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Am Rev Respir Dis. 1989 Dec;140(6):1631-5.

Severe hypoxemia and liver disease.

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  • 1Division of Thoracic Diseases and Internal Medicine, Mayo Clinic, Rochester, MN 55905.


Severe hypoxemia and orthodeoxia in patients with chronic liver disease is uncommon, but, when present, it is incapacitating. The purpose of this study was to determine the distribution of alveolar ventilation-perfusion (VA/Q) in six patients with mild liver disease and severe hypoxemia (PaO2 at rest in sitting or standing position ranged from 35 to 67 mm Hg). Orthodeoxia was documented with improvement in PaO2 in the supine position in each patient (PaO2 at rest in supine position ranged from 46 to 75 mm Hg). VA/Q distribution was measured by the multiple inert gas elimination technique. The dispersion of VA/Q was increased with small portions of the cardiac output (0.5 to 14.8%) perfusing low VA/Q areas (O less than VA/Q less than 0.1). Another major finding was a large right-to-left shunt (VA/Q less than 0.005) that ranged from 4 to 28%. The VA/Q mismatching and the right-to-left shunt both contributed to the hypoxemia. The predicted PaO2 was 5.5 mm Hg (p less than 0.01) larger than the measured PaO2. In each patient, the mean pulmonary artery pressure was low and the cardiac output was elevated. These results show that the low PaO2 in these patients was due to both increased right-to-left shunt and VA/Q mismatching, but impaired diffusion could not be ruled out.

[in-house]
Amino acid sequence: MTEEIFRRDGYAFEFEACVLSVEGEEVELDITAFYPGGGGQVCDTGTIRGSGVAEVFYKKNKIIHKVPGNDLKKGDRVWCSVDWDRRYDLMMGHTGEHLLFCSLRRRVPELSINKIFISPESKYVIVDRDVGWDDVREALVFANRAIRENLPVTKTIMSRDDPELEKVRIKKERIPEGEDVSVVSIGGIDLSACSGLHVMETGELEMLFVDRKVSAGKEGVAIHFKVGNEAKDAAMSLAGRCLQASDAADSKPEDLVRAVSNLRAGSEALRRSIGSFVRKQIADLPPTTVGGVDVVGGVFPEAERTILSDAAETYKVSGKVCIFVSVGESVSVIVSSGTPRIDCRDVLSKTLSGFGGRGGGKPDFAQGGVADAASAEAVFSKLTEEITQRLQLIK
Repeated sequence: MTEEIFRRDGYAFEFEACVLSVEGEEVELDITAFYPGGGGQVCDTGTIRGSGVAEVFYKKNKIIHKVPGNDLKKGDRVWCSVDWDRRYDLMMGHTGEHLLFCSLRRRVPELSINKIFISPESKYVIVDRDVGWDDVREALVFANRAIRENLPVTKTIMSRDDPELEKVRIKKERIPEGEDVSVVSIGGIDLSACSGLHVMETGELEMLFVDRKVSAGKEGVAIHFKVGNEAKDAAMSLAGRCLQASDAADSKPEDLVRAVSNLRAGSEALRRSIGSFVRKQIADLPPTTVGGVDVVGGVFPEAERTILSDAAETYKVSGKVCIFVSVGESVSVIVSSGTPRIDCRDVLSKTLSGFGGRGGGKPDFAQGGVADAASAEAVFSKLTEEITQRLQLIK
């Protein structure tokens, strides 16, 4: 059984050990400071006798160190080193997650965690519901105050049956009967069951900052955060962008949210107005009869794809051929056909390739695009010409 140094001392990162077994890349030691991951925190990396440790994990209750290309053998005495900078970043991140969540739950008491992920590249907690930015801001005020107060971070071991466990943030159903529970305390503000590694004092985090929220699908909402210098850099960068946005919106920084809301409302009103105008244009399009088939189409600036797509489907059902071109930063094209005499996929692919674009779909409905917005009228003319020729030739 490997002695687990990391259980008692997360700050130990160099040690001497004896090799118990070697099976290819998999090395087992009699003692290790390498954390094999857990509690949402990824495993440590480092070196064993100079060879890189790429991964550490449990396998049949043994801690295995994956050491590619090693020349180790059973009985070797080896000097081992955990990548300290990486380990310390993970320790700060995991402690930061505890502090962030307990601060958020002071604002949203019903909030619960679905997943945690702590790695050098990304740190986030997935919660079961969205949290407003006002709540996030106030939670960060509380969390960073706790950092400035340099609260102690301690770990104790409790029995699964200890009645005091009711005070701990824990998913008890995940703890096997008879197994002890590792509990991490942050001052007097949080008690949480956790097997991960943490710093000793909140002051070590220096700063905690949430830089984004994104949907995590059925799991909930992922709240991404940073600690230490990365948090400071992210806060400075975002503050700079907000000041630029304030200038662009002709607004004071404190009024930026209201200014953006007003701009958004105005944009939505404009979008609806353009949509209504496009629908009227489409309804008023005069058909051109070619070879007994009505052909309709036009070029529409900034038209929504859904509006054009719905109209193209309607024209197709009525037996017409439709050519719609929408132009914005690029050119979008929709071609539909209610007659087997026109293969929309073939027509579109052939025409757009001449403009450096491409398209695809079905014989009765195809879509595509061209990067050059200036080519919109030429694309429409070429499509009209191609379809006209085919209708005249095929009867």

[PubMed - indexed for MEDLINE]
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